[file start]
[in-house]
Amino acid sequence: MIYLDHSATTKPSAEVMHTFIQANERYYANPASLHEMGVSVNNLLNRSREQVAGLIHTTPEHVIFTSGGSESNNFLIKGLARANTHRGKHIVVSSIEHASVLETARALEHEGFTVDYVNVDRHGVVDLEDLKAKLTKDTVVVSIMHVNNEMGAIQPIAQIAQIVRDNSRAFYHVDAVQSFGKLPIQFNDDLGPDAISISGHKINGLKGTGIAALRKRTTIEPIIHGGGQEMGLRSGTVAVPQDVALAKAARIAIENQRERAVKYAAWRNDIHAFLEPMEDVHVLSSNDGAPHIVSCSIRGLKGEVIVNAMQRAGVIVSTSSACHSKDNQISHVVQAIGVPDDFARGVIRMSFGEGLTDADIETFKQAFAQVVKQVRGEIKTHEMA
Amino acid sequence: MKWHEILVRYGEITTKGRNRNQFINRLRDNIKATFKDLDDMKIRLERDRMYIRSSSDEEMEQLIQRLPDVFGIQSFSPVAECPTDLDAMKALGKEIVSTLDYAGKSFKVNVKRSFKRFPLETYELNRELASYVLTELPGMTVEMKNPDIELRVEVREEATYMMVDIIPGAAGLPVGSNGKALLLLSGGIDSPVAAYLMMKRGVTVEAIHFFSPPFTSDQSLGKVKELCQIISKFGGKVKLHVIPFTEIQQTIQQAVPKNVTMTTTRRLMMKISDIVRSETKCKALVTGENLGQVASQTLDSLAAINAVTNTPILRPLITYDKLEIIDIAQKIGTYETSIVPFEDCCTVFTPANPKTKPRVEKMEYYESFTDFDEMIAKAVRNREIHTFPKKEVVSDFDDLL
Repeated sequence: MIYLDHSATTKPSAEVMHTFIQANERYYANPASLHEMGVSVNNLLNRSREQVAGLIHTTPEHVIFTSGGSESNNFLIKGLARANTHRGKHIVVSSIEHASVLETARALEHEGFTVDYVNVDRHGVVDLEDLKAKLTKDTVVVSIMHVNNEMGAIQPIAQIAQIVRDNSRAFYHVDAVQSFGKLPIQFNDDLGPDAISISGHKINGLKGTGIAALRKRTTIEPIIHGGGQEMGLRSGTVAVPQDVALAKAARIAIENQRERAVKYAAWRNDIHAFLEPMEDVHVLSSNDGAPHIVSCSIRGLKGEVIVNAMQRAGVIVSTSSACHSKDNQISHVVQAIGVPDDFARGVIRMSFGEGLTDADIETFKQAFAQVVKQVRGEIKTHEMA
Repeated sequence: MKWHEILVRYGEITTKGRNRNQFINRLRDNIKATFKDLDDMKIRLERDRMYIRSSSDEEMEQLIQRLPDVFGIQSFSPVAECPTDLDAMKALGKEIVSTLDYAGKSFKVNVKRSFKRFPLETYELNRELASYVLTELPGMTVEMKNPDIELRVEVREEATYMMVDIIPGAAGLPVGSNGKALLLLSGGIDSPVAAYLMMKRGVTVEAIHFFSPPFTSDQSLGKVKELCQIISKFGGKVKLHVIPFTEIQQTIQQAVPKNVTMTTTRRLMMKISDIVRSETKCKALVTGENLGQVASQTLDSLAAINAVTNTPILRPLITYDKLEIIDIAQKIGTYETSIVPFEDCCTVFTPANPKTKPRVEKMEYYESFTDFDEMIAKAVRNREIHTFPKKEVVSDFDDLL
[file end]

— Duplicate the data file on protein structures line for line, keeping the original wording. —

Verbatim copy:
[in-house]
Amino acid sequence: MIYLDHSATTKPSAEVMHTFIQANERYYANPASLHEMGVSVNNLLNRSREQVAGLIHTTPEHVIFTSGGSESNNFLIKGLARANTHRGKHIVVSSIEHASVLETARALEHEGFTVDYVNVDRHGVVDLEDLKAKLTKDTVVVSIMHVNNEMGAIQPIAQIAQIVRDNSRAFYHVDAVQSFGKLPIQFNDDLGPDAISISGHKINGLKGTGIAALRKRTTIEPIIHGGGQEMGLRSGTVAVPQDVALAKAARIAIENQRERAVKYAAWRNDIHAFLEPMEDVHVLSSNDGAPHIVSCSIRGLKGEVIVNAMQRAGVIVSTSSACHSKDNQISHVVQAIGVPDDFARGVIRMSFGEGLTDADIETFKQAFAQVVKQVRGEIKTHEMA
Amino acid sequence: MKWHEILVRYGEITTKGRNRNQFINRLRDNIKATFKDLDDMKIRLERDRMYIRSSSDEEMEQLIQRLPDVFGIQSFSPVAECPTDLDAMKALGKEIVSTLDYAGKSFKVNVKRSFKRFPLETYELNRELASYVLTELPGMTVEMKNPDIELRVEVREEATYMMVDIIPGAAGLPVGSNGKALLLLSGGIDSPVAAYLMMKRGVTVEAIHFFSPPFTSDQSLGKVKELCQIISKFGGKVKLHVIPFTEIQQTIQQAVPKNVTMTTTRRLMMKISDIVRSETKCKALVTGENLGQVASQTLDSLAAINAVTNTPILRPLITYDKLEIIDIAQKIGTYETSIVPFEDCCTVFTPANPKTKPRVEKMEYYESFTDFDEMIAKAVRNREIHTFPKKEVVSDFDDLL
Repeated sequence: MIYLDHSATTKPSAEVMHTFIQANERYYANPASLHEMGVSVNNLLNRSREQVAGLIHTTPEHVIFTSGGSESNNFLIKGLARANTHRGKHIVVSSIEHASVLETARALEHEGFTVDYVNVDRHGVVDLEDLKAKLTKDTVVVSIMHVNNEMGAIQPIAQIAQIVRDNSRAFYHVDAVQSFGKLPIQFNDDLGPDAISISGHKINGLKGTGIAALRKRTTIEPIIHGGGQEMGLRSGTVAVPQDVALAKAARIAIENQRERAVKYAAWRNDIHAFLEPMEDVHVLSSNDGAPHIVSCSIRGLKGEVIVNAMQRAGVIVSTSSACHSKDNQISHVVQAIGVPDDFARGVIRMSFGEGLTDADIETFKQAFAQVVKQVRGEIKTHEMA
Repeated sequence: MKWHEILVRYGEITTKGRNRNQFINRLRDNIKATFKDLDDMKIRLERDRMYIRSSSDEEMEQLIQRLPDVFGIQSFSPVAECPTDLDAMKALGKEIVSTLDYAGKSFKVNVKRSFKRFPLETYELNRELASYVLTELPGMTVEMKNPDIELRVEVREEATYMMVDIIPGAAGLPVGSNGKALLLLSGGIDSPVAAYLMMKRGVTVEAIHFFSPPFTSDQSLGKVKELCQIISKFGGKVKLHVIPFTEIQQTIQQAVPKNVTMTTTRRLMMKISDIVRSETKCKALVTGENLGQVASQTLDSLAAINAVTNTPILRPLITYDKLEIIDIAQKIGTYETSIVPFEDCCTVFTPANPKTKPRVEKMEYYESFTDFDEMIAKAVRNREIHTFPKKEVVSDFDDLL